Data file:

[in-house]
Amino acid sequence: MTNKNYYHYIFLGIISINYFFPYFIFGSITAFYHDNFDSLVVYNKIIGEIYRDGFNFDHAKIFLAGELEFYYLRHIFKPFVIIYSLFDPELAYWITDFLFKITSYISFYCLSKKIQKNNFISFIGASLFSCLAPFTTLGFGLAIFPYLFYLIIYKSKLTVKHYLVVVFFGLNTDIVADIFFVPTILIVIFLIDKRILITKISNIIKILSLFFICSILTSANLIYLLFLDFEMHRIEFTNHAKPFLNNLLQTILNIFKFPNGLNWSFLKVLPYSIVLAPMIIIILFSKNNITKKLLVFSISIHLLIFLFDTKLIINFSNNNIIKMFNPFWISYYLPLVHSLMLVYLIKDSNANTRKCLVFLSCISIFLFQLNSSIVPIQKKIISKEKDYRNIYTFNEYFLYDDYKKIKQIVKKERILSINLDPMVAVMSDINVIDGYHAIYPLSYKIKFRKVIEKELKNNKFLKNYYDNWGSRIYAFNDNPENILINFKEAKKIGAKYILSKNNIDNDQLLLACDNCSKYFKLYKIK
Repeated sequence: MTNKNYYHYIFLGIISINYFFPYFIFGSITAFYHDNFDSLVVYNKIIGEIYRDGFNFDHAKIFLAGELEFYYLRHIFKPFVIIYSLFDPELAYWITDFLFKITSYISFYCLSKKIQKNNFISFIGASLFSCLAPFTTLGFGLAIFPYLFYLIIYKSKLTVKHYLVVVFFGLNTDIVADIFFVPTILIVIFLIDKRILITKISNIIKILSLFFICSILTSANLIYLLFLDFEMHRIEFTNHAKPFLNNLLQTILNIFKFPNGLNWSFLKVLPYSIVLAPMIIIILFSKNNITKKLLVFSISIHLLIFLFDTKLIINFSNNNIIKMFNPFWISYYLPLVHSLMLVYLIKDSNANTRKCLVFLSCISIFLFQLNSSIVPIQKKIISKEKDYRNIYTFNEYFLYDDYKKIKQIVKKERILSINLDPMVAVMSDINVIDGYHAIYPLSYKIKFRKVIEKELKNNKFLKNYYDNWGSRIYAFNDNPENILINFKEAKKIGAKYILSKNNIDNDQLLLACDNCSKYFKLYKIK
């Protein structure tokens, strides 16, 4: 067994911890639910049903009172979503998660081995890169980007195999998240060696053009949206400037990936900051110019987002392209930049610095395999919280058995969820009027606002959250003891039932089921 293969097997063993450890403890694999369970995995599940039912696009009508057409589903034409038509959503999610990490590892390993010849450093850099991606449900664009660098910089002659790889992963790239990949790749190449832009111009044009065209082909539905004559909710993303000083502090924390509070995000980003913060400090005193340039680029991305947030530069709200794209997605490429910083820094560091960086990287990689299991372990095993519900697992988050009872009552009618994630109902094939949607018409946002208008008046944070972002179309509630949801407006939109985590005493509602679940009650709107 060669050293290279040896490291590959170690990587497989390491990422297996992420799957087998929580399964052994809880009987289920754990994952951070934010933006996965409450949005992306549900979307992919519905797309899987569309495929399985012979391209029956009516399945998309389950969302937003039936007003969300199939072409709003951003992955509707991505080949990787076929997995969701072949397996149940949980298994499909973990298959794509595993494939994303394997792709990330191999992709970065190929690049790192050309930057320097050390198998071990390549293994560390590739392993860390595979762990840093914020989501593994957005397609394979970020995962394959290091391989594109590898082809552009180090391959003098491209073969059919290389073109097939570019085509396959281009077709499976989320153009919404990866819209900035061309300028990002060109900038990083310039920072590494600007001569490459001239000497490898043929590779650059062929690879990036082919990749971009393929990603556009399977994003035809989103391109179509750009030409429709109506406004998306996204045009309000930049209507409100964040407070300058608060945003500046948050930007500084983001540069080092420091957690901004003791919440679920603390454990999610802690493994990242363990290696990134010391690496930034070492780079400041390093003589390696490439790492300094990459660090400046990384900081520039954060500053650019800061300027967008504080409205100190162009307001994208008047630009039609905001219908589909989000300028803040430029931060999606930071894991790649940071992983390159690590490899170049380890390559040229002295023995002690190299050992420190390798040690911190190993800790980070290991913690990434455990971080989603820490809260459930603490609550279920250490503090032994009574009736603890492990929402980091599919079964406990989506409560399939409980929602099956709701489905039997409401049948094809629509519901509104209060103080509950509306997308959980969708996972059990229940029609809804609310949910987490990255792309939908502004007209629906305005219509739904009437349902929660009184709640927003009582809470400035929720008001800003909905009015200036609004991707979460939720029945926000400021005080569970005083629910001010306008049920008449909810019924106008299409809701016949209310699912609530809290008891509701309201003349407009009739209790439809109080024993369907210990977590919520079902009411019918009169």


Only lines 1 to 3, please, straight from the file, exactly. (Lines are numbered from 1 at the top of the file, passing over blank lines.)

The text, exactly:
[in-house]
Amino acid sequence: MTNKNYYHYIFLGIISINYFFPYFIFGSITAFYHDNFDSLVVYNKIIGEIYRDGFNFDHAKIFLAGELEFYYLRHIFKPFVIIYSLFDPELAYWITDFLFKITSYISFYCLSKKIQKNNFISFIGASLFSCLAPFTTLGFGLAIFPYLFYLIIYKSKLTVKHYLVVVFFGLNTDIVADIFFVPTILIVIFLIDKRILITKISNIIKILSLFFICSILTSANLIYLLFLDFEMHRIEFTNHAKPFLNNLLQTILNIFKFPNGLNWSFLKVLPYSIVLAPMIIIILFSKNNITKKLLVFSISIHLLIFLFDTKLIINFSNNNIIKMFNPFWISYYLPLVHSLMLVYLIKDSNANTRKCLVFLSCISIFLFQLNSSIVPIQKKIISKEKDYRNIYTFNEYFLYDDYKKIKQIVKKERILSINLDPMVAVMSDINVIDGYHAIYPLSYKIKFRKVIEKELKNNKFLKNYYDNWGSRIYAFNDNPENILINFKEAKKIGAKYILSKNNIDNDQLLLACDNCSKYFKLYKIK
Repeated sequence: MTNKNYYHYIFLGIISINYFFPYFIFGSITAFYHDNFDSLVVYNKIIGEIYRDGFNFDHAKIFLAGELEFYYLRHIFKPFVIIYSLFDPELAYWITDFLFKITSYISFYCLSKKIQKNNFISFIGASLFSCLAPFTTLGFGLAIFPYLFYLIIYKSKLTVKHYLVVVFFGLNTDIVADIFFVPTILIVIFLIDKRILITKISNIIKILSLFFICSILTSANLIYLLFLDFEMHRIEFTNHAKPFLNNLLQTILNIFKFPNGLNWSFLKVLPYSIVLAPMIIIILFSKNNITKKLLVFSISIHLLIFLFDTKLIINFSNNNIIKMFNPFWISYYLPLVHSLMLVYLIKDSNANTRKCLVFLSCISIFLFQLNSSIVPIQKKIISKEKDYRNIYTFNEYFLYDDYKKIKQIVKKERILSINLDPMVAVMSDINVIDGYHAIYPLSYKIKFRKVIEKELKNNKFLKNYYDNWGSRIYAFNDNPENILINFKEAKKIGAKYILSKNNIDNDQLLLACDNCSKYFKLYKIK